As a regional market without a major port or transportation hub, the warehouse market in Washington relies heavily on two sources of demand.

The first is retail sales. In addition to stocking all the stuff sold in area stores, warehouses have seen new demand as retailers seek to trim brick-and-mortar costs by reducing in-store inventories and taking advantage of more efficient supply chain management.

The other main driver of warehouse demand is residential construction. A hot home-building market can significantly increase demand for warehouse space to house building materials.

Currently, the local warehouse market is benefiting on both fronts. Retail sales are at their highest level in history in the D.C. area, at almost $100 billion in the third quarter of 2014 alone. The retail sector profited from Washington’s relative insulation from the recession, as retail sales dropped by only 11 percent from their peak in 2007. The buying power of residents is also greater because of median incomes that are among the highest in the country. Over the past five years, retail sales have averaged strong year-over-year growth of 5.2 percent.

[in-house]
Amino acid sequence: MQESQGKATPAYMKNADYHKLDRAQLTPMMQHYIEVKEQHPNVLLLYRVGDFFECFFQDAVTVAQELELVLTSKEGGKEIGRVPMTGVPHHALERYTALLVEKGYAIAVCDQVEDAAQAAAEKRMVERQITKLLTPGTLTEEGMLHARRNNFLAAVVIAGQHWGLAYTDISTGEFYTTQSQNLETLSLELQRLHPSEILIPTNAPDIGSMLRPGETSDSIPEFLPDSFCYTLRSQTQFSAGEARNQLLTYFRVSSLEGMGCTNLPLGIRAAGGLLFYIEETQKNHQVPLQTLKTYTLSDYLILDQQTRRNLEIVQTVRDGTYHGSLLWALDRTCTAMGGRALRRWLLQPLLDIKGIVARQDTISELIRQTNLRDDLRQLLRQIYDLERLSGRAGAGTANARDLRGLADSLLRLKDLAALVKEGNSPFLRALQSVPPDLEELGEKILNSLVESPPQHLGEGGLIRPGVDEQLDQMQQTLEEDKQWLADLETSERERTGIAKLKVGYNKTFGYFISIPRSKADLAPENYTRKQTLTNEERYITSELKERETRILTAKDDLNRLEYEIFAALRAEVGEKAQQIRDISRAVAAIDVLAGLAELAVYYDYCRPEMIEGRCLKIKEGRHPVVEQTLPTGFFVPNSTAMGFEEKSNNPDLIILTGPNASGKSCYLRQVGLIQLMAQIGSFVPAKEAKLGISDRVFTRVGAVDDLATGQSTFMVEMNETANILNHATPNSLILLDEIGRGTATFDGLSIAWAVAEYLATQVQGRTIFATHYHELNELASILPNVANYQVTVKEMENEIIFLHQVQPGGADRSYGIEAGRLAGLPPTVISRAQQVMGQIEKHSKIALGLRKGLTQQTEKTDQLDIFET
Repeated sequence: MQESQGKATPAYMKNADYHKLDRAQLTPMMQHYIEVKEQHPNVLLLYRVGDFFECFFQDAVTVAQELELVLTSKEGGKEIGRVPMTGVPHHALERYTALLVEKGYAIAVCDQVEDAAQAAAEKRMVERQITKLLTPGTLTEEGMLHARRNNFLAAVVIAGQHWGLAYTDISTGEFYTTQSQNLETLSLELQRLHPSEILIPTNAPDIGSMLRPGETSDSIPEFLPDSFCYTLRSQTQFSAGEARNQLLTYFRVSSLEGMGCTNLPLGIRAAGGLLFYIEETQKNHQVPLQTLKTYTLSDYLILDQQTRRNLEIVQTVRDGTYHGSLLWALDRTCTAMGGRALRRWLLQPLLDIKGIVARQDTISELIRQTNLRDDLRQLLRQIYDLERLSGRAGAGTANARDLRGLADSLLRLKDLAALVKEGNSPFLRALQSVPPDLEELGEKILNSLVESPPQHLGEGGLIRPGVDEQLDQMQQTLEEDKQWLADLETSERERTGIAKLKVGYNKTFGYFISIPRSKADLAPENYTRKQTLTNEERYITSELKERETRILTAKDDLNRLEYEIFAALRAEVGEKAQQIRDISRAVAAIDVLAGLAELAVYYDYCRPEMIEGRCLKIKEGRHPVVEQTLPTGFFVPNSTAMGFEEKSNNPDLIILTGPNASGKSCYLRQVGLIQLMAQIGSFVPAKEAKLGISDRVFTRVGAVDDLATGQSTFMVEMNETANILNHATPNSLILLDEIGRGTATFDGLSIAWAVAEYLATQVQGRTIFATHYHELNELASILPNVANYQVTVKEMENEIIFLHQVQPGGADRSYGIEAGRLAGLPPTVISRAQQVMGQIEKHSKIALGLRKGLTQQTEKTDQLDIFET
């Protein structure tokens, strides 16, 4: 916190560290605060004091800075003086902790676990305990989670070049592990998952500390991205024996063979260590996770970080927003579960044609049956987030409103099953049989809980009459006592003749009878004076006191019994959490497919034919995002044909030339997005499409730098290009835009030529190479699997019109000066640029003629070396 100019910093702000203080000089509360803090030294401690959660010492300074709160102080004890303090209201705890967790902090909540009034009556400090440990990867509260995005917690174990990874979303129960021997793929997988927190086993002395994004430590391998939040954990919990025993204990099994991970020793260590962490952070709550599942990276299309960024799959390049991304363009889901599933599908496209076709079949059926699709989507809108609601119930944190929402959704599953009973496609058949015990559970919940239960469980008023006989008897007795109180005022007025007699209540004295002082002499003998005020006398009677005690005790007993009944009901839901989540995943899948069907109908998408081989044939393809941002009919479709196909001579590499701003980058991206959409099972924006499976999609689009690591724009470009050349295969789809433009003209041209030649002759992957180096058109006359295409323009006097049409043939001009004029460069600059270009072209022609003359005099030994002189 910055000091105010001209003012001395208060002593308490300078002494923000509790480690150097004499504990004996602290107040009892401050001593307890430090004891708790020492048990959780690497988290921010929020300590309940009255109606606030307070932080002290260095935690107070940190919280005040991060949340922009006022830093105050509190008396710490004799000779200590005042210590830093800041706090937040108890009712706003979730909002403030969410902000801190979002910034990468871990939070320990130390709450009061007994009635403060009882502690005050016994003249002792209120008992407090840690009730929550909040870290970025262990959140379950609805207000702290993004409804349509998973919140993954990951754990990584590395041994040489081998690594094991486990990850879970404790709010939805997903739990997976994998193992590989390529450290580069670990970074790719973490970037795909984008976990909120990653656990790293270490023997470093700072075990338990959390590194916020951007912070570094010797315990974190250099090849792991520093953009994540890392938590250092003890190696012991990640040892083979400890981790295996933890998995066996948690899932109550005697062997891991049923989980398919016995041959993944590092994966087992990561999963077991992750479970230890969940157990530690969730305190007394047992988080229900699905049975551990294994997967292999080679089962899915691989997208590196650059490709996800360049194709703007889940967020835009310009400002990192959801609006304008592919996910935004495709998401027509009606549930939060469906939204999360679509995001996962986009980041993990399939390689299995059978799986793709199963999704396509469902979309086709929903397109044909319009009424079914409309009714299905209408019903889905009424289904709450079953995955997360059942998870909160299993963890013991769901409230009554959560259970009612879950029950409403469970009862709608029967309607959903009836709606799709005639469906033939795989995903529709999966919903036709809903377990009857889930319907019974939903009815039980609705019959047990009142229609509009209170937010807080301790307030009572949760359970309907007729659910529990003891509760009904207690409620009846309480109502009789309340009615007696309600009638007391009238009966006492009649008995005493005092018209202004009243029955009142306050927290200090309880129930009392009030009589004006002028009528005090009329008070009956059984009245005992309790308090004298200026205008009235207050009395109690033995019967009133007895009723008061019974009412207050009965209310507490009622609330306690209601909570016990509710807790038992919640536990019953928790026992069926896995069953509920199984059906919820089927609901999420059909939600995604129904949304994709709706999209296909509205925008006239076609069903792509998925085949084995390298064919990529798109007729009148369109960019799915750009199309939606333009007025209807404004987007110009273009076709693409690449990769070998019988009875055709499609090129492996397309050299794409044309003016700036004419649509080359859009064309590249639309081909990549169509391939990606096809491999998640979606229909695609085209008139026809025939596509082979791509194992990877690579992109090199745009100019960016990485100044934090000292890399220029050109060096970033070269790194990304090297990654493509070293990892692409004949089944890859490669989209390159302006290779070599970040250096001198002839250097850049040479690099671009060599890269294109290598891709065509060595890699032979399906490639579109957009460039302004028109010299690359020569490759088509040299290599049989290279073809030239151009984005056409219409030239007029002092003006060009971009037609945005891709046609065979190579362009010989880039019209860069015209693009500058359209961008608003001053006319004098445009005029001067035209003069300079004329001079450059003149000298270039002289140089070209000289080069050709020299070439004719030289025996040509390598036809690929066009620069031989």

While not as substantial in its impact as the retail sector, the housing market has made enough of a comeback to increase demand for warehouse space. Single-family housing starts have slowly increased after bottoming out in 2009, buttressed by strengthening home prices around the region. Over the past two years, housing starts have averaged 12,700 per quarter. Current construction levels are still well below those in the early 2000s, suggesting that new home construction could take off in the near future if the housing market improves even further.

All of this makes the Washington, warehouse market a bright spot in the real estate sector, with over three years of uninterrupted positive net absorption. Warehouse tenants have leased more than 6 million square feet since the beginning of 2012. Vacancy rates have declined by about 3.5 percent from pre-recession highs, and further declines are almost certainly on the horizon.

Ethan Vaisman is a real estate economist with CoStar in the District..